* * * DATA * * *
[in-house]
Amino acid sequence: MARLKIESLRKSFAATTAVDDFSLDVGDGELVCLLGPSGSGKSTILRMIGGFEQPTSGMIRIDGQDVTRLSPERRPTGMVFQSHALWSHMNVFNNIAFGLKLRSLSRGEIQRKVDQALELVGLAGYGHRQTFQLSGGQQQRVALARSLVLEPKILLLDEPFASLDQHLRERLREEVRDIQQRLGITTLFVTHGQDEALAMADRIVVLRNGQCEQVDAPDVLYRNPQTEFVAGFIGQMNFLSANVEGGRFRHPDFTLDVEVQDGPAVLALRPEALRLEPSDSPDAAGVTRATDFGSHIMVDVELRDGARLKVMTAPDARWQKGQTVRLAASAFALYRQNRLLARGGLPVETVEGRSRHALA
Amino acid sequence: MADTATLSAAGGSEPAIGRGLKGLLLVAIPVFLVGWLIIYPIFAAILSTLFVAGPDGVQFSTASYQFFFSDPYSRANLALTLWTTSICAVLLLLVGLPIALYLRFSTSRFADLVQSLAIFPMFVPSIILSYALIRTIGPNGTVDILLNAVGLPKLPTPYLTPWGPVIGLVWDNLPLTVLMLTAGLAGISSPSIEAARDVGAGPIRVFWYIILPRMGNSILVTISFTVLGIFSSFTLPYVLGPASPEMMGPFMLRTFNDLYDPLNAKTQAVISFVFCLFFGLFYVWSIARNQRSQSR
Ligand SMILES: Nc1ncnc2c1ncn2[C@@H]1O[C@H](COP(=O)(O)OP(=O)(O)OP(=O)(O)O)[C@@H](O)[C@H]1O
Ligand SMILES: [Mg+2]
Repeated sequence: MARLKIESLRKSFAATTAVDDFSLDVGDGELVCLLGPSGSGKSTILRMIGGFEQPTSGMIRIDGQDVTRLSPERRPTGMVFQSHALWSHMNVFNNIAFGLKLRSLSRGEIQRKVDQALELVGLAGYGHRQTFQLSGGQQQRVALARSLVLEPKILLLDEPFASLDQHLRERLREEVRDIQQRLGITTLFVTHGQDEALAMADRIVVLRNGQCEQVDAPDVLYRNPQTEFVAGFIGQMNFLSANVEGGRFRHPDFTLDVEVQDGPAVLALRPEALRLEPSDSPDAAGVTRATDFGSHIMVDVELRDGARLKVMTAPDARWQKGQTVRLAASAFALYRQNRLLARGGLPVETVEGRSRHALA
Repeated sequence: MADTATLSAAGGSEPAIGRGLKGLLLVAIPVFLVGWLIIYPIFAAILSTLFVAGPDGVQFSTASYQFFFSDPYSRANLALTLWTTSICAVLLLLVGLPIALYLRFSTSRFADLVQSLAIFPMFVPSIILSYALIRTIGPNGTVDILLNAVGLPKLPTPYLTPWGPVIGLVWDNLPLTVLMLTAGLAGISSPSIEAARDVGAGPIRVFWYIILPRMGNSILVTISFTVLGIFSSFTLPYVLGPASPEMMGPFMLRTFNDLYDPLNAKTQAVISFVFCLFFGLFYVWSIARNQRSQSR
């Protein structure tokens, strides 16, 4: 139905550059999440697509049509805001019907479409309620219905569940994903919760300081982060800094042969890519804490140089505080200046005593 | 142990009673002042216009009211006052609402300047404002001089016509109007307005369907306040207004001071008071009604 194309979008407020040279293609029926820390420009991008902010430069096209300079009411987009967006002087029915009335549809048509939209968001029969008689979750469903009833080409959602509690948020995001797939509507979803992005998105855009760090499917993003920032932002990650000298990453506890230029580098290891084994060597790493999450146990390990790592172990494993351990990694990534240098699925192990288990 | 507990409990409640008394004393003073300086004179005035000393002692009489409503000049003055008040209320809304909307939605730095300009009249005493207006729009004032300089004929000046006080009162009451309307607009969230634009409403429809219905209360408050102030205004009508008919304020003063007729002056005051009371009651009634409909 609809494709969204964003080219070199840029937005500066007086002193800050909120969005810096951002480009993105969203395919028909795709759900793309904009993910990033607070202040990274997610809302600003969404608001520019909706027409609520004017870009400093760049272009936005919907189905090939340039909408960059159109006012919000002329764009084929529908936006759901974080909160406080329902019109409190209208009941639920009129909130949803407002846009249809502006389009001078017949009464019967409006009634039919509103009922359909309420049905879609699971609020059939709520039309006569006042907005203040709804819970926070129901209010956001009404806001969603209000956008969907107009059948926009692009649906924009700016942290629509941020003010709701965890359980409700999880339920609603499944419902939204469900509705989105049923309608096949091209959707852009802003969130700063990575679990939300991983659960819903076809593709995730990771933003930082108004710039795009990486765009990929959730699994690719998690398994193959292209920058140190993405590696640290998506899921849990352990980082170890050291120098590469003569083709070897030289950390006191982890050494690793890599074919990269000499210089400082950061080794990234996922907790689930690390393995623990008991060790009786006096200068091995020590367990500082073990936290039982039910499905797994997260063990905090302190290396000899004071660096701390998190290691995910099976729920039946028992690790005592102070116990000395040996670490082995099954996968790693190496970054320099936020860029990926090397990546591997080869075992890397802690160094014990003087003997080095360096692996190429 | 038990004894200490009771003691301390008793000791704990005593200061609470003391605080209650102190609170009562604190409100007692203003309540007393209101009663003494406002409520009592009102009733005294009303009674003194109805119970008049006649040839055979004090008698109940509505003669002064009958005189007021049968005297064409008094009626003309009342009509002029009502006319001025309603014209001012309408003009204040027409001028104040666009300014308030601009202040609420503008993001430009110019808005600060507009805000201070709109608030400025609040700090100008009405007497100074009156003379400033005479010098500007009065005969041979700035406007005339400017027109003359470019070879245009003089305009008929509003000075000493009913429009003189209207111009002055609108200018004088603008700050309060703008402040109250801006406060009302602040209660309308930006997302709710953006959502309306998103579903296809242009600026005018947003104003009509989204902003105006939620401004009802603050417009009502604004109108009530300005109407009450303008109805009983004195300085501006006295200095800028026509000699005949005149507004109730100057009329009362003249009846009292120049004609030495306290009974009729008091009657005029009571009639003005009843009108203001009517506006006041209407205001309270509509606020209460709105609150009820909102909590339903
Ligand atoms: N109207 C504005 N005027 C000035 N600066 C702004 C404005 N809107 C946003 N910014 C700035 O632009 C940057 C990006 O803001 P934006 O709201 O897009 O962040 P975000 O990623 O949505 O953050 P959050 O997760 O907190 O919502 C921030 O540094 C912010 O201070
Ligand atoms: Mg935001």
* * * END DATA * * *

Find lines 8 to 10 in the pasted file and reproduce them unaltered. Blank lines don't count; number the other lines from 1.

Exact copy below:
């Protein structure tokens, strides 16, 4: 139905550059999440697509049509805001019907479409309620219905569940994903919760300081982060800094042969890519804490140089505080200046005593 | 142990009673002042216009009211006052609402300047404002001089016509109007307005369907306040207004001071008071009604 194309979008407020040279293609029926820390420009991008902010430069096209300079009411987009967006002087029915009335549809048509939209968001029969008689979750469903009833080409959602509690948020995001797939509507979803992005998105855009760090499917993003920032932002990650000298990453506890230029580098290891084994060597790493999450146990390990790592172990494993351990990694990534240098699925192990288990 | 507990409990409640008394004393003073300086004179005035000393002692009489409503000049003055008040209320809304909307939605730095300009009249005493207006729009004032300089004929000046006080009162009451309307607009969230634009409403429809219905209360408050102030205004009508008919304020003063007729002056005051009371009651009634409909 609809494709969204964003080219070199840029937005500066007086002193800050909120969005810096951002480009993105969203395919028909795709759900793309904009993910990033607070202040990274997610809302600003969404608001520019909706027409609520004017870009400093760049272009936005919907189905090939340039909408960059159109006012919000002329764009084929529908936006759901974080909160406080329902019109409190209208009941639920009129909130949803407002846009249809502006389009001078017949009464019967409006009634039919509103009922359909309420049905879609699971609020059939709520039309006569006042907005203040709804819970926070129901209010956001009404806001969603209000956008969907107009059948926009692009649906924009700016942290629509941020003010709701965890359980409700999880339920609603499944419902939204469900509705989105049923309608096949091209959707852009802003969130700063990575679990939300991983659960819903076809593709995730990771933003930082108004710039795009990486765009990929959730699994690719998690398994193959292209920058140190993405590696640290998506899921849990352990980082170890050291120098590469003569083709070897030289950390006191982890050494690793890599074919990269000499210089400082950061080794990234996922907790689930690390393995623990008991060790009786006096200068091995020590367990500082073990936290039982039910499905797994997260063990905090302190290396000899004071660096701390998190290691995910099976729920039946028992690790005592102070116990000395040996670490082995099954996968790693190496970054320099936020860029990926090397990546591997080869075992890397802690160094014990003087003997080095360096692996190429 | 038990004894200490009771003691301390008793000791704990005593200061609470003391605080209650102190609170009562604190409100007692203003309540007393209101009663003494406002409520009592009102009733005294009303009674003194109805119970008049006649040839055979004090008698109940509505003669002064009958005189007021049968005297064409008094009626003309009342009509002029009502006319001025309603014209001012309408003009204040027409001028104040666009300014308030601009202040609420503008993001430009110019808005600060507009805000201070709109608030400025609040700090100008009405007497100074009156003379400033005479010098500007009065005969041979700035406007005339400017027109003359470019070879245009003089305009008929509003000075000493009913429009003189209207111009002055609108200018004088603008700050309060703008402040109250801006406060009302602040209660309308930006997302709710953006959502309306998103579903296809242009600026005018947003104003009509989204902003105006939620401004009802603050417009009502604004109108009530300005109407009450303008109805009983004195300085501006006295200095800028026509000699005949005149507004109730100057009329009362003249009846009292120049004609030495306290009974009729008091009657005029009571009639003005009843009108203001009517506006006041209407205001309270509509606020209460709105609150009820909102909590339903
Ligand atoms: N109207 C504005 N005027 C000035 N600066 C702004 C404005 N809107 C946003 N910014 C700035 O632009 C940057 C990006 O803001 P934006 O709201 O897009 O962040 P975000 O990623 O949505 O953050 P959050 O997760 O907190 O919502 C921030 O540094 C912010 O201070
Ligand atoms: Mg935001």